Referring still to FIGS. 5A-5C, the following relationships may be shown to exist between the value of the determinant Di at the beginning of a given iteration of the Bresenham procedure (FIG. 2) and the position of the true line 500 relative to a pixel 502 on or above the true line and a pixel 504 below tile true line for the corresponding major (X) axis value. When Di=0 (FIG. 5A), the line 500 passes exactly halfway between the two pixels 502 and 504, and s and t are each equal to 0.5. When drawing antialiased lines, each of the pixels 502 and 504 should be shaded with 50% of the line intensity.
When Di=B (dX in our example), the line 500 passes through the pixel 502, s=1 and t=1 (FIG. 5B). Pixel 502 is shaded with 100% of the line intensity, while pixel 504 is not drawn at all.
As a final example, when Di=-B/2 (FIG. 5C), the line 500 passes through a point spaced nearer to the lower pixel 504 such that s=0.25 and t=0.75. In this example, upper pixel 502 is shaded 25% of the line intensity while lower pixel is shaded 75% of the full line intensity.
In general, the relationship between Di and s and t is as follows:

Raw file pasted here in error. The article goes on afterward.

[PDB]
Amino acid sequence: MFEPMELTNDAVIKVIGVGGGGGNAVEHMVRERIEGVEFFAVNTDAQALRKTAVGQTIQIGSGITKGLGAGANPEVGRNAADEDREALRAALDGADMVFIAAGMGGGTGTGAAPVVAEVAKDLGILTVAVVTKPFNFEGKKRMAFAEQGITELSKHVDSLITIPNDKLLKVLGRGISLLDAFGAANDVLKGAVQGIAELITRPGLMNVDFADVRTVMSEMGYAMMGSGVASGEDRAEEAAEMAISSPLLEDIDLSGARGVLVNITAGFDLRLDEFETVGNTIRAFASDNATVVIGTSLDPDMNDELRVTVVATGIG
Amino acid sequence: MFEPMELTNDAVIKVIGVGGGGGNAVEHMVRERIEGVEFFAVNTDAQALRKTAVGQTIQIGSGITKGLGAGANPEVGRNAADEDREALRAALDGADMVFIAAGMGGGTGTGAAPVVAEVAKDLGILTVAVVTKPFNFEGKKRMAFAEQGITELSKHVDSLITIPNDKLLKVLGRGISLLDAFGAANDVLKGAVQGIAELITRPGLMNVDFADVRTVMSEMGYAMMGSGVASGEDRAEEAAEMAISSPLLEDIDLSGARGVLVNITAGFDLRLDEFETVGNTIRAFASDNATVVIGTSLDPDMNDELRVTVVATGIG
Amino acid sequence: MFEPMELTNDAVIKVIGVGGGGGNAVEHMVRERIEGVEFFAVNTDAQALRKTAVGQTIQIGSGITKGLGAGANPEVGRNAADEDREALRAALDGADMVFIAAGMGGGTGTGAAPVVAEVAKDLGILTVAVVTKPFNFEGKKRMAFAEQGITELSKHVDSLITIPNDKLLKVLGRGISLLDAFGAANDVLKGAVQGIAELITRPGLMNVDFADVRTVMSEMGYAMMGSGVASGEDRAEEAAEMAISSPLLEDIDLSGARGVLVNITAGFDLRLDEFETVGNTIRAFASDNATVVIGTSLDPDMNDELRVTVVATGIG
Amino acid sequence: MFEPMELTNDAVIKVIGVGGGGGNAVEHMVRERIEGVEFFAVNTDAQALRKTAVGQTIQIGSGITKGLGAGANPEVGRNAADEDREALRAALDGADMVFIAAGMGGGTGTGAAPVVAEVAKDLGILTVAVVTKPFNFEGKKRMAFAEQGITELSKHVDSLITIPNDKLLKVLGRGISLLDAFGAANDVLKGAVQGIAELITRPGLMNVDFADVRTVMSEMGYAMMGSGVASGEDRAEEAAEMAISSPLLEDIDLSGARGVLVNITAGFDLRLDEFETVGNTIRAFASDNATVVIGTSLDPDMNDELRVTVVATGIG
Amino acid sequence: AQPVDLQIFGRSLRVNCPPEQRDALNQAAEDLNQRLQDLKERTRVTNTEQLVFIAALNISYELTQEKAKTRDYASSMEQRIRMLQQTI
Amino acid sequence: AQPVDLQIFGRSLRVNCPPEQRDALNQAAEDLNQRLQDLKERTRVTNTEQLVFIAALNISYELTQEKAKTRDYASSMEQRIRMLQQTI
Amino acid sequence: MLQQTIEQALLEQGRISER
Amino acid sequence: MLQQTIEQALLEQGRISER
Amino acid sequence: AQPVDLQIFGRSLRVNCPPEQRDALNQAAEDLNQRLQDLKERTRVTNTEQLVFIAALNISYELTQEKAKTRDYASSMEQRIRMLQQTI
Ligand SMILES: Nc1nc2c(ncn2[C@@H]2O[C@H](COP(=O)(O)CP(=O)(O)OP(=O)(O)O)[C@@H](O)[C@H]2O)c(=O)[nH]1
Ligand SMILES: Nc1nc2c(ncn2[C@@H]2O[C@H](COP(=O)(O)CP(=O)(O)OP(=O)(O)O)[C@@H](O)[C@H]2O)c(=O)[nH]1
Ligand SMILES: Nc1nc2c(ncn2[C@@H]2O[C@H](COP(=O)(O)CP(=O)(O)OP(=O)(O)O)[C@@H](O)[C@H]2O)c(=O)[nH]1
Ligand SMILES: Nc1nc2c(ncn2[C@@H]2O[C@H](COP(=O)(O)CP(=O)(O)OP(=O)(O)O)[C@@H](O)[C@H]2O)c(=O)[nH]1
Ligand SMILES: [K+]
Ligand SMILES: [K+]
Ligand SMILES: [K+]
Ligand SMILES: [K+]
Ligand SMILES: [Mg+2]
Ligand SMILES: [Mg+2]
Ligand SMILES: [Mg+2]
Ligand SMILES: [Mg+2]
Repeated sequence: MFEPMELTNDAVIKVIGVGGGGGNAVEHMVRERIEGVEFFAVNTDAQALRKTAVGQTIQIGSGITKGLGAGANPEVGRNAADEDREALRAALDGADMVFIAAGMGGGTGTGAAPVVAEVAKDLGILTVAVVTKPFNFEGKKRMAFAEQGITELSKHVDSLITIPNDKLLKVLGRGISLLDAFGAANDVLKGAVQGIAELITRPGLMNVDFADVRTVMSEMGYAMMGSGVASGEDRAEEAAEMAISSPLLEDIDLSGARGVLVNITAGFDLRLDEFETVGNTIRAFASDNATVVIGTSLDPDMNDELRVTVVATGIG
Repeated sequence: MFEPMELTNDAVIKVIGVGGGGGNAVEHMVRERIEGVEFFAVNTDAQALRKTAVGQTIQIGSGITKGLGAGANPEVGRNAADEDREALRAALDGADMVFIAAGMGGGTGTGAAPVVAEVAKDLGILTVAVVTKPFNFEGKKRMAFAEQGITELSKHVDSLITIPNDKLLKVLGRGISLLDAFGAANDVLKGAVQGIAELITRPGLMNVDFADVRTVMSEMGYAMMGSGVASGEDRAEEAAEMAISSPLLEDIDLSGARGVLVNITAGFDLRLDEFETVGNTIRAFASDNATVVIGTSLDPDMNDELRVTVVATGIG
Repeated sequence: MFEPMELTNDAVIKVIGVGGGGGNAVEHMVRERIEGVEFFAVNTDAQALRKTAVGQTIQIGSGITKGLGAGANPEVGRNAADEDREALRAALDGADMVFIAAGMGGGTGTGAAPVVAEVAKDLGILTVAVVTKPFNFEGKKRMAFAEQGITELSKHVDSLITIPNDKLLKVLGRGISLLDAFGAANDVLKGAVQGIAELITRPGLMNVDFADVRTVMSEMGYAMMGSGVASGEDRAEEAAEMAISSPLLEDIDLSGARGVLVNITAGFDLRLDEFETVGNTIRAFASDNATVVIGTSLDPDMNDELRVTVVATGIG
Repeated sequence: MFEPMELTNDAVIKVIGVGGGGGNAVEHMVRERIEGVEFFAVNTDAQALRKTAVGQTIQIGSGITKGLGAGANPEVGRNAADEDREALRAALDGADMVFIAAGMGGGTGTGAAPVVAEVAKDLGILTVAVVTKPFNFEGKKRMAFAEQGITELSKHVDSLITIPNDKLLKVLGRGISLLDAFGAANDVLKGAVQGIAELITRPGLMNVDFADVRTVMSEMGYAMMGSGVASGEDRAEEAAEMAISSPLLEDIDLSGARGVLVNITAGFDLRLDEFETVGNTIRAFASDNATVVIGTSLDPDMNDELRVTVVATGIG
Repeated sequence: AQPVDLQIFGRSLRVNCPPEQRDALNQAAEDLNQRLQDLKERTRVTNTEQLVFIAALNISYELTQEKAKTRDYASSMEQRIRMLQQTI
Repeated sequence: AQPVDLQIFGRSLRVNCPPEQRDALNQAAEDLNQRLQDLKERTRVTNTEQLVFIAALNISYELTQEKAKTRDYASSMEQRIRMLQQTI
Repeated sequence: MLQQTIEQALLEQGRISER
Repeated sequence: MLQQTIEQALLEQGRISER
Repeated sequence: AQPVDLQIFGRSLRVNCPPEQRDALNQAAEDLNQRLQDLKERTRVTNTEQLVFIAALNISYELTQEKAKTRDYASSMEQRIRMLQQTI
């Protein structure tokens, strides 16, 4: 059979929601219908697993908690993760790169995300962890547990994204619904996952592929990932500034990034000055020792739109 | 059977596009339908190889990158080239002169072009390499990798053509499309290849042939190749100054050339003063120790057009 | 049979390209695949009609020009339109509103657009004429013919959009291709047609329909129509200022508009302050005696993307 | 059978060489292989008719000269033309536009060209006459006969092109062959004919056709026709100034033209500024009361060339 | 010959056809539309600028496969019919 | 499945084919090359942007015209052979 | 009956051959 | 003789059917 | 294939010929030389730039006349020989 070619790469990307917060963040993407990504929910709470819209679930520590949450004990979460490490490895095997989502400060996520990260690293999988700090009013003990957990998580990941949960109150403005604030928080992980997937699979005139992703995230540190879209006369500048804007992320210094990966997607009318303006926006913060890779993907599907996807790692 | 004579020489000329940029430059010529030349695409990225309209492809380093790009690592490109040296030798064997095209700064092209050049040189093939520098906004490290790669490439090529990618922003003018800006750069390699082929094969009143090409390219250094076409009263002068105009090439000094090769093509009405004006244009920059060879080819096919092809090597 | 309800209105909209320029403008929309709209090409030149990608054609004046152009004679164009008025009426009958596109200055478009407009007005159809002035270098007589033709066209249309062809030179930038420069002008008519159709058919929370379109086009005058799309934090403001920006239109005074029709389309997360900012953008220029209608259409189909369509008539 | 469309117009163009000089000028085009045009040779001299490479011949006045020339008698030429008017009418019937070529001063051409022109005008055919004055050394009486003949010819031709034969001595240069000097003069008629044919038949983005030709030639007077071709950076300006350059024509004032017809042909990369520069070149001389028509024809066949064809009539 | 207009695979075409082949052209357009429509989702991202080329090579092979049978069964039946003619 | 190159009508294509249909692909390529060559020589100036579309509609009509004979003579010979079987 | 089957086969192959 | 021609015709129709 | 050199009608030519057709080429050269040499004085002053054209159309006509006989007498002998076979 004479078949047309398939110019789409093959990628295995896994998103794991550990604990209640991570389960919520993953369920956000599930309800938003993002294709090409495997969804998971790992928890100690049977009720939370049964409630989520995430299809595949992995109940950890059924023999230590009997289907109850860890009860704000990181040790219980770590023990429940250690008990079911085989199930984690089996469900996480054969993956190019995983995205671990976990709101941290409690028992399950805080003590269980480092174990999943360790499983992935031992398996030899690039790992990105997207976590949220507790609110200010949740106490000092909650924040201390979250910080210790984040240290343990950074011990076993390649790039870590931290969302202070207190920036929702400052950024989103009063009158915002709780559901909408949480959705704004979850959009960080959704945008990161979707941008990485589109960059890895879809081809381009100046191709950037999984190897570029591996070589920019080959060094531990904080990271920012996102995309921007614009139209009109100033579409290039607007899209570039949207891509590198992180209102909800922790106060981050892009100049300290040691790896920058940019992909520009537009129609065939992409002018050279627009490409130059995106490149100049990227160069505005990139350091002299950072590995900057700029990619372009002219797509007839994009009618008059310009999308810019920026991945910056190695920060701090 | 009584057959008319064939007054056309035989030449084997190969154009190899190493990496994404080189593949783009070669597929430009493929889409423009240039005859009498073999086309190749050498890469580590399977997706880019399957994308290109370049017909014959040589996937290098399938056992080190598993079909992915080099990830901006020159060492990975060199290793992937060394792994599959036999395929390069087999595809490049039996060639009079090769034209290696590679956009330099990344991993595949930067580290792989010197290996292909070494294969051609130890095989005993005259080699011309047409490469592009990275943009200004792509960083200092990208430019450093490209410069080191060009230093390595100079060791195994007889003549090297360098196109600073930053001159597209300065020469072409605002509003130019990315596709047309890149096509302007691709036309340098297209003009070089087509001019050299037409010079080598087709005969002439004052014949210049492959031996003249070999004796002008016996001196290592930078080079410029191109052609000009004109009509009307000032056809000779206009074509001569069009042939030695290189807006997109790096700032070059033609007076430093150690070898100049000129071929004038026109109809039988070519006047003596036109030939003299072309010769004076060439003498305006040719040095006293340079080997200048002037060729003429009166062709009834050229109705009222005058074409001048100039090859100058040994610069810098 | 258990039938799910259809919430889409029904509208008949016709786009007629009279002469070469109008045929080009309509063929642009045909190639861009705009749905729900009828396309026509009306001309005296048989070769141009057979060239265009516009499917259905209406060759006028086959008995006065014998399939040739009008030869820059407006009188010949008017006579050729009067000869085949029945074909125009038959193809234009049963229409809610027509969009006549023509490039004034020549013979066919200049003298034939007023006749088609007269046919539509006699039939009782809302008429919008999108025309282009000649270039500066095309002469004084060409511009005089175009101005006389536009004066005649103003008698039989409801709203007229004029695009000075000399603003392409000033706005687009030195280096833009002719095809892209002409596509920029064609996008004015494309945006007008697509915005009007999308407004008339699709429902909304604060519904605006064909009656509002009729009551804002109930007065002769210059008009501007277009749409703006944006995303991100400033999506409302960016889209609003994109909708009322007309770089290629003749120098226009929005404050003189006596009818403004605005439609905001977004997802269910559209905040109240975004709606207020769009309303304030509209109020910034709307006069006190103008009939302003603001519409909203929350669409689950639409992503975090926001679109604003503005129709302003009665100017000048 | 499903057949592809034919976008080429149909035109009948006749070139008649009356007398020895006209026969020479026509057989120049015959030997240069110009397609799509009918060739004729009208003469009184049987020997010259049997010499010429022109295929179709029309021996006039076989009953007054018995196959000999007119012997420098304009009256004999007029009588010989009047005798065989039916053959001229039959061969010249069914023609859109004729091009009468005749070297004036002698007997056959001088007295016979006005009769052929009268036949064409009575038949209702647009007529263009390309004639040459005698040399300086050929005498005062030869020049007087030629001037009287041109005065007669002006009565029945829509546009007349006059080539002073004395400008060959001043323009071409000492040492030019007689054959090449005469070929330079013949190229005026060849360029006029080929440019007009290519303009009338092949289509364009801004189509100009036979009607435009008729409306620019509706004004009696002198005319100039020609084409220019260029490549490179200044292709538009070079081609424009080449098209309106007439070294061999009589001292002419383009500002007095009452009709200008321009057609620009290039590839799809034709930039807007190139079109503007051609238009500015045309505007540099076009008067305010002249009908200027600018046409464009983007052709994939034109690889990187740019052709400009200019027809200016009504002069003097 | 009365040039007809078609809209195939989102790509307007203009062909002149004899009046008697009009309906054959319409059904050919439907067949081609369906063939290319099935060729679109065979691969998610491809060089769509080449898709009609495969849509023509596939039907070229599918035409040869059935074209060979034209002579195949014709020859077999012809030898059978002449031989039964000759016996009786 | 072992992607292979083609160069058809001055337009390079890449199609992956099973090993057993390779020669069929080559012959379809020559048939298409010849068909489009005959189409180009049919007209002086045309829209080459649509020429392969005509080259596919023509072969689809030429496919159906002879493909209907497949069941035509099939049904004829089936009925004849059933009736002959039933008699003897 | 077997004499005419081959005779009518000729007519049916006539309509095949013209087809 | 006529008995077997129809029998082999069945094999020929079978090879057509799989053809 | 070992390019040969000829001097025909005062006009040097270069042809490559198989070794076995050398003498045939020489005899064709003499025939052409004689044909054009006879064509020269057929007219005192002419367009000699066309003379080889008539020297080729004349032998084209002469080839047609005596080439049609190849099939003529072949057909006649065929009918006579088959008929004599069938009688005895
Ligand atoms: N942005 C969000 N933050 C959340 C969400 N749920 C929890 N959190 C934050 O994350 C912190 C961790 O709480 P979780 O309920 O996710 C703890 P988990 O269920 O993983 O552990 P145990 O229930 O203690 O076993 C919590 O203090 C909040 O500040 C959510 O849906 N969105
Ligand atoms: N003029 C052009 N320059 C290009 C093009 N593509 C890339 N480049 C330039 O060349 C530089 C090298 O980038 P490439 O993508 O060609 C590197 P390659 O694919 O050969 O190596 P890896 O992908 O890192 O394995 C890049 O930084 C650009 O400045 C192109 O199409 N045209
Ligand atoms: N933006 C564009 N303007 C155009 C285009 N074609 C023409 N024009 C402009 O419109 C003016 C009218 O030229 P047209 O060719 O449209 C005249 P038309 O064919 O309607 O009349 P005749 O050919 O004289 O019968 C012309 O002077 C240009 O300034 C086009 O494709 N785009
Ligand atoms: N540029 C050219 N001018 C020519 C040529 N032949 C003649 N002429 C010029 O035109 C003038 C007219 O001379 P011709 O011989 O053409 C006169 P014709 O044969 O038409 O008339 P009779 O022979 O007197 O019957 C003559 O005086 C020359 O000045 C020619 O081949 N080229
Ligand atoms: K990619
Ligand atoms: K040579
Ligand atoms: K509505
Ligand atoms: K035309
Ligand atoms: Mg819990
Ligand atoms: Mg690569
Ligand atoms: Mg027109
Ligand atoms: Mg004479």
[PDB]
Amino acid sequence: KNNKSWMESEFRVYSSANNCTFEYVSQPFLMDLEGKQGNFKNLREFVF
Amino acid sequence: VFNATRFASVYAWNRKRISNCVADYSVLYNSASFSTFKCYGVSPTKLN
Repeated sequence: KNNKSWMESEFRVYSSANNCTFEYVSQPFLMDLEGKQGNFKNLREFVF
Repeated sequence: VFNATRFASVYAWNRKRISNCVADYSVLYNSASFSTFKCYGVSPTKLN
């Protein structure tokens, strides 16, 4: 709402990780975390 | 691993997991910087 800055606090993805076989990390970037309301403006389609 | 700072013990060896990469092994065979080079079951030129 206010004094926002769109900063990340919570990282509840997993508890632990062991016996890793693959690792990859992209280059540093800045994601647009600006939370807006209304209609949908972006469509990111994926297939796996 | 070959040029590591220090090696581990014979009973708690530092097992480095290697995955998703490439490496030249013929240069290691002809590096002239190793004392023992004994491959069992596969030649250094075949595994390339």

______________________________________s = Di/2B + 3/2 -2B ≦ Di ≦ -B Di/2B + 1/2 -B < Di ≦ B Di/2B - 1/2 B < Di ≦ 2Bt = -Di/2B - 1/2 -2B ≦ Di < -B -Di/2B + 1/2 -B ≦ Di < B -Di/2B + 3/2 B ≦ Di ≦ 2B______________________________________
These relationships are shown graphically in FIG. 6A (for s) and FIG. 6B (for t). Note that s(Di)=t(-Di).
The following table tabulates the top line mix value s (FIGS. 5A-5C) as a function of Di for steps of B/8 between -2B and +2B:
TABLE 1______________________________________ Top LineDeterminant (Di) Mix Value s (%)______________________________________+2.000B 50.00+1.875B 43.75+1.750B 62.50+1.625B 31.25+1.500B 25.00+1.375B 18.75+1.250B 12.50+1.125B 6.25+1.000B 100.00+0.875B 93.75+0.750B 87.50+0.625B 81.25+0.500B 75.00+0.375B 68.75+0.250B 37.50+0.125B 56.25+0.000B 50.00-0.125B 43.75-0.250B 37.50-0.375B 31.25-0.500B 25.00-0.750B 12.50-0.875B 6.25-1.000B 100.00-1.125B 93.75-1.250B 87.50-1.375B 81.25-1.500B 75.00-1.635B 68.75-1.750B 62.50-1.875B 56.25-2.000B 50.00______________________________________
In a similar manner, the following table tabulates the bottom line mix value t (FIGS. 5A-5C) as a function of Di for steps of B/8 between -2B and +2B.
TABLE 2______________________________________ Bottom LineDeterminant (Di) Mix Value t (%)______________________________________+2.000B 50.00+1.875B 56.25+1.750B 62.50+1.625B 68.75+1.500B 75.00+1.375B 81.25+1.250B 87.50+1.125B 93.75+1.000B 100.00+0.875B 6.25+0.750B 12.50+0.625B 18.75+0.500B 25.00+0.375B 31.25+0.250B 37.50+0.125B 43.75+0.000B 50.00-0.125B 56.25-0.250B 62.50-0.375B 68.75-0.500B 75.00-0.625B 81.25-0.750B 87.50-0.875B 93.75-1.000B 100.00-1.125B 6.25-1.250B 12.50-1.375B 18.75-1.500B 25.00-1.635B 31.25-1.750B 37.50-1.875B 43.25-2.000B 50.00______________________________________
These tables are implemented by hardware contained in the mix value logic to be discussed below. FIG. 7 shows the overall organization of the intensity value logic 700 of antialiasing logic 118 (FIG. 1). Bresenham setup logic 710 receives as inputs the increments: